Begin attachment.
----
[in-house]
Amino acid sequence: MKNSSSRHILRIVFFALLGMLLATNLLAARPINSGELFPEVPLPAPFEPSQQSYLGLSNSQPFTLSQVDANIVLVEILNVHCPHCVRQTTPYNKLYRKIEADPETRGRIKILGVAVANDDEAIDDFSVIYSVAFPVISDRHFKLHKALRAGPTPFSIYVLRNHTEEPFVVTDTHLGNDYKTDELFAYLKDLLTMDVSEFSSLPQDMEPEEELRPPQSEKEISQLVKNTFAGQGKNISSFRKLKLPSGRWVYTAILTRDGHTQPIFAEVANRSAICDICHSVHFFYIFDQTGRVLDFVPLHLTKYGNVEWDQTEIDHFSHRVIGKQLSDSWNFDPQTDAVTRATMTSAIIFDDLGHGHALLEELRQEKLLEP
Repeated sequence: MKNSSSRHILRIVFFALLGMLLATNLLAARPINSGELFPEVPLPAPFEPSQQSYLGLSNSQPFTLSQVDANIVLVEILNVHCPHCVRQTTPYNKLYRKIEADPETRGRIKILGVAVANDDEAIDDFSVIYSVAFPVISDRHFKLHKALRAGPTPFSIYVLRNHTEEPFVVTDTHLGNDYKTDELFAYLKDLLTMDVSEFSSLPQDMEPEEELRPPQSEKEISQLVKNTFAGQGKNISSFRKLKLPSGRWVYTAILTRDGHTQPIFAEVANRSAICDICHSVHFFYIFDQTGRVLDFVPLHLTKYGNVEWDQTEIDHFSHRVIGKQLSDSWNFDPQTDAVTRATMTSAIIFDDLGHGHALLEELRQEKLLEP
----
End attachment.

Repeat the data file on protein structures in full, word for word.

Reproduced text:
[in-house]
Amino acid sequence: MKNSSSRHILRIVFFALLGMLLATNLLAARPINSGELFPEVPLPAPFEPSQQSYLGLSNSQPFTLSQVDANIVLVEILNVHCPHCVRQTTPYNKLYRKIEADPETRGRIKILGVAVANDDEAIDDFSVIYSVAFPVISDRHFKLHKALRAGPTPFSIYVLRNHTEEPFVVTDTHLGNDYKTDELFAYLKDLLTMDVSEFSSLPQDMEPEEELRPPQSEKEISQLVKNTFAGQGKNISSFRKLKLPSGRWVYTAILTRDGHTQPIFAEVANRSAICDICHSVHFFYIFDQTGRVLDFVPLHLTKYGNVEWDQTEIDHFSHRVIGKQLSDSWNFDPQTDAVTRATMTSAIIFDDLGHGHALLEELRQEKLLEP
Repeated sequence: MKNSSSRHILRIVFFALLGMLLATNLLAARPINSGELFPEVPLPAPFEPSQQSYLGLSNSQPFTLSQVDANIVLVEILNVHCPHCVRQTTPYNKLYRKIEADPETRGRIKILGVAVANDDEAIDDFSVIYSVAFPVISDRHFKLHKALRAGPTPFSIYVLRNHTEEPFVVTDTHLGNDYKTDELFAYLKDLLTMDVSEFSSLPQDMEPEEELRPPQSEKEISQLVKNTFAGQGKNISSFRKLKLPSGRWVYTAILTRDGHTQPIFAEVANRSAICDICHSVHFFYIFDQTGRVLDFVPLHLTKYGNVEWDQTEIDHFSHRVIGKQLSDSWNFDPQTDAVTRATMTSAIIFDDLGHGHALLEELRQEKLLEP